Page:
LONDON--(BUSINESS WIRE)--Worthington is delighted to announce the expansion of its global claims business following agreement in principle to acquire a substantial claim estimated to be in the region of £43million. The litigation claim by two European companies centres on a claim for loss and breach of contract by a Chinese client in respect of a contract to develop a series of University campuses in China. Under the terms of the agreement, the legal title of the land and buildings concerned in the project passes to the claimants upon default by the Chinese counterparty. The claimants seek either cash settlement of the amount due under the contract, or sale of the land and buildings to recover their losses.
The Company believes that, as a London Stock Exchange main market company, it is well placed to use its Sterling listed paper to acquire substantial international investments on attractive terms. Worthington believes that the legal claims market is ideally suited to Worthington's stated intention to utilise its paper to acquire international investments on terms that are substantially value enhancing for Worthington's shareholders, whilst also spreading and managing risk.
Worthington is particularly attracted to the legal claims market because there are essentially only three outcomes: Win, lose or settle - which is in contrast to most business propositions where outcomes can be affected by many more factors which are outside the control of management.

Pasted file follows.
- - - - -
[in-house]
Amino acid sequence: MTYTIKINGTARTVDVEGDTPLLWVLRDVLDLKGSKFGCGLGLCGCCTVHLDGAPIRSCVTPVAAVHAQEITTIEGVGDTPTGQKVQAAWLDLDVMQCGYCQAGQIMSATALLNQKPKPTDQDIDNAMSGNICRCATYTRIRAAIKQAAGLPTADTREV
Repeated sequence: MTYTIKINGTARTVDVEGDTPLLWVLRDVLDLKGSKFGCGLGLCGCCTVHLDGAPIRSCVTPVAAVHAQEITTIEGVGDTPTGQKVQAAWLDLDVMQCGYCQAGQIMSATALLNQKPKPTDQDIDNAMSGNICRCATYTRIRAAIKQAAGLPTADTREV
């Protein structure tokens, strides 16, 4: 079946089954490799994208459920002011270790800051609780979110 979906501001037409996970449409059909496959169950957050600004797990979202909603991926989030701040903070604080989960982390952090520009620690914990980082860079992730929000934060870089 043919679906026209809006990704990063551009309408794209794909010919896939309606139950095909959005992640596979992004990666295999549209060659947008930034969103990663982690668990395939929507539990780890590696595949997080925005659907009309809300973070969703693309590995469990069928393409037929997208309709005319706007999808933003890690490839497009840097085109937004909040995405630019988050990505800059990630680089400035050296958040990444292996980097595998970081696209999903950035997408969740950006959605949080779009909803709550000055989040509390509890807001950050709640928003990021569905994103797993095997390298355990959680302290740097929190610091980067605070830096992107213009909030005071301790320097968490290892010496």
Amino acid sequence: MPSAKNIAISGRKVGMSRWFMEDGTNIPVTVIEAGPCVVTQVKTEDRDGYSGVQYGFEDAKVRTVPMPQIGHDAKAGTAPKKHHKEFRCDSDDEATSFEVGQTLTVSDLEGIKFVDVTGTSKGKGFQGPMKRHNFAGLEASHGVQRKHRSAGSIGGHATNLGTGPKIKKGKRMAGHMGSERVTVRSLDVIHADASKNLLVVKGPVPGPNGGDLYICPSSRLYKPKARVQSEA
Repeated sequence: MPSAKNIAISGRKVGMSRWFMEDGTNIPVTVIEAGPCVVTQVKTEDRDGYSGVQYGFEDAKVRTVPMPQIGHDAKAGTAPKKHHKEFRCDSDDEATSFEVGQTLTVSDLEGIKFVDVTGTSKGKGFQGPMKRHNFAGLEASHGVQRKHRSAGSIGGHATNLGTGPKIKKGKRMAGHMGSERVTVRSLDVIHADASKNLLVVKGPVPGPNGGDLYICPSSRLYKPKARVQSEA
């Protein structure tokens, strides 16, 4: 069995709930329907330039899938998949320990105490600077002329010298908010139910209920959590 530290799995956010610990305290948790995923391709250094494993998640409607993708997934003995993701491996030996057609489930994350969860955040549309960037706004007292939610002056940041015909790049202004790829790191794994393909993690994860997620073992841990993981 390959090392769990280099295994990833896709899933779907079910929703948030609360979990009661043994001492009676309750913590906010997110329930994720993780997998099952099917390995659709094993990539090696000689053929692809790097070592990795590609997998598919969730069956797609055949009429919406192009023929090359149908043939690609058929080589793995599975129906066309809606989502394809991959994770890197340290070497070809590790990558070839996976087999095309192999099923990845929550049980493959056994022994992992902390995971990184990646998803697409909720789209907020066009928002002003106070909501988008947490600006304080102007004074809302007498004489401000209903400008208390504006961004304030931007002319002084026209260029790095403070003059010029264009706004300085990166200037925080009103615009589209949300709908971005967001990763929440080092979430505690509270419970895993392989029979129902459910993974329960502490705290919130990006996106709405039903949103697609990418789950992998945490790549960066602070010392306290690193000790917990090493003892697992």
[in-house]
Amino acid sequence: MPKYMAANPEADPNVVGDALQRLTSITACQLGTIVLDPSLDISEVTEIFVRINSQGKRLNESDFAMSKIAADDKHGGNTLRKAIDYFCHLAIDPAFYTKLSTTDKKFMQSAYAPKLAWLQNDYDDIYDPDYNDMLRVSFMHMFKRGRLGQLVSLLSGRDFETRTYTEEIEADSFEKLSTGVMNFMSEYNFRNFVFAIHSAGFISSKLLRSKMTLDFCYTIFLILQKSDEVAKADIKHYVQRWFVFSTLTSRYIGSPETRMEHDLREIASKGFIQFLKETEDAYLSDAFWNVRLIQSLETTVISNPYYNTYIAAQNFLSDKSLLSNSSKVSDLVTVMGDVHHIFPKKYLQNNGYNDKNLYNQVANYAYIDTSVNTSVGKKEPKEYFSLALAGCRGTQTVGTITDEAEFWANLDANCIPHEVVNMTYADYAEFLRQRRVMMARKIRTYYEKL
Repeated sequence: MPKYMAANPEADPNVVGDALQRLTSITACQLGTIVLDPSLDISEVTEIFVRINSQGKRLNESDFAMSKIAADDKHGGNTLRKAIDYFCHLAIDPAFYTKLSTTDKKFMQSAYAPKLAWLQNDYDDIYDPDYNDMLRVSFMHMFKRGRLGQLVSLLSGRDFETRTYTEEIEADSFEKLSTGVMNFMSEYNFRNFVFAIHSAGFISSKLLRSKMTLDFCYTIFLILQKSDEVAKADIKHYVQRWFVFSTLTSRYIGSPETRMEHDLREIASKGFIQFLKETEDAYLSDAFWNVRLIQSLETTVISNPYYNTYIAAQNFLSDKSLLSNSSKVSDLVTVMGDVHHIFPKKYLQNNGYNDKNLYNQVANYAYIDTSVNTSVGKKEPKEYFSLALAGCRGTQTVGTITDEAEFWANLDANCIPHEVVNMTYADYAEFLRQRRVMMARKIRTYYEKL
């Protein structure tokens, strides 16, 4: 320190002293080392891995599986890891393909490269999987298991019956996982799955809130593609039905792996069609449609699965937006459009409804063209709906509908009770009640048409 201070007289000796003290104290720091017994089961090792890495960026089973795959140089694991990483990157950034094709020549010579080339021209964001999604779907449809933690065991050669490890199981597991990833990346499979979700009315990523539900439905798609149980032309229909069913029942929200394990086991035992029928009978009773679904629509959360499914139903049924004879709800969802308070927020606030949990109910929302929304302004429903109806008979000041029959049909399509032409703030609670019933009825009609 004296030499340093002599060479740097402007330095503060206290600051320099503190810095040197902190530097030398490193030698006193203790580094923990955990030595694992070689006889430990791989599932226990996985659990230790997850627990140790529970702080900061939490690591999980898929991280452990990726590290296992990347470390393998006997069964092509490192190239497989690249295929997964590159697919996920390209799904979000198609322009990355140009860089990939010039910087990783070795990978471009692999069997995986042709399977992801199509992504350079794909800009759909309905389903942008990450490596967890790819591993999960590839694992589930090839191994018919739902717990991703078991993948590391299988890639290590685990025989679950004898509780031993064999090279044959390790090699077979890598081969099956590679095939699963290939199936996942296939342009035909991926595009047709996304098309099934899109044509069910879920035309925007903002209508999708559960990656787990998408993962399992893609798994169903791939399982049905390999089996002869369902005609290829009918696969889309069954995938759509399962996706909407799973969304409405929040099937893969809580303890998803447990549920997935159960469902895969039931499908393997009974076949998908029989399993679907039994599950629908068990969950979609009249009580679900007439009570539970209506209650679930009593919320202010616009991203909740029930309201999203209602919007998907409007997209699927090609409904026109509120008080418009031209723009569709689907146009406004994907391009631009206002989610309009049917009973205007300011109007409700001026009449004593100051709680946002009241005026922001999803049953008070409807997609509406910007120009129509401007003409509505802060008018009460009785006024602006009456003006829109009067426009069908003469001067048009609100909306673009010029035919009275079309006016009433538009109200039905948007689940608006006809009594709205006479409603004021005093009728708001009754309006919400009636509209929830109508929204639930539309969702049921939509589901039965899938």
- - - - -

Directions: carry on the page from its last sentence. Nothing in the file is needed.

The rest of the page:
Worthington's model is to charge the claimant a fee for assessing the merits of the claim. This fee provides a gross profit for Worthington after deduction of fees payable to specialist legal counsel. Counsel is employed to establish whether the claim has value, whether the claimant's statement of case is an accurate reflection of the facts as far as can be ascertained, and whether those facts, once assessed, would give rise to a claim having, in most cases, a greater than 60% chance of success. A key additional factor is whether the defendant is able to pay any successful award. The willingness of the claimant to pay such assessment fees is an indication to Worthington of the confidence the claimant has in its own case.
In the event that Worthington's senior counsel provides such an assessment, then Worthington will pay to the claimant an initial part payment in relation to the value of the claim, as assessed by Worthington's leading counsel, plus a deferred payment based on success. In this way, the claimant can immediately turn part of the claim into cash or main market London listed paper. This contrasts with traditional litigation funders who tend to fund the legal action but do not pay the claimant anything in advance of a successful outcome. Worthington believes that providing the claimant with some immediate consideration will be attractive to claimants worldwide; indeed, as stated above, the £43 million case centres around a claim for loss and breach of contract in respect of a significant property transaction in China. This underpins Worthington's confidence that demand for this product will be substantial internationally.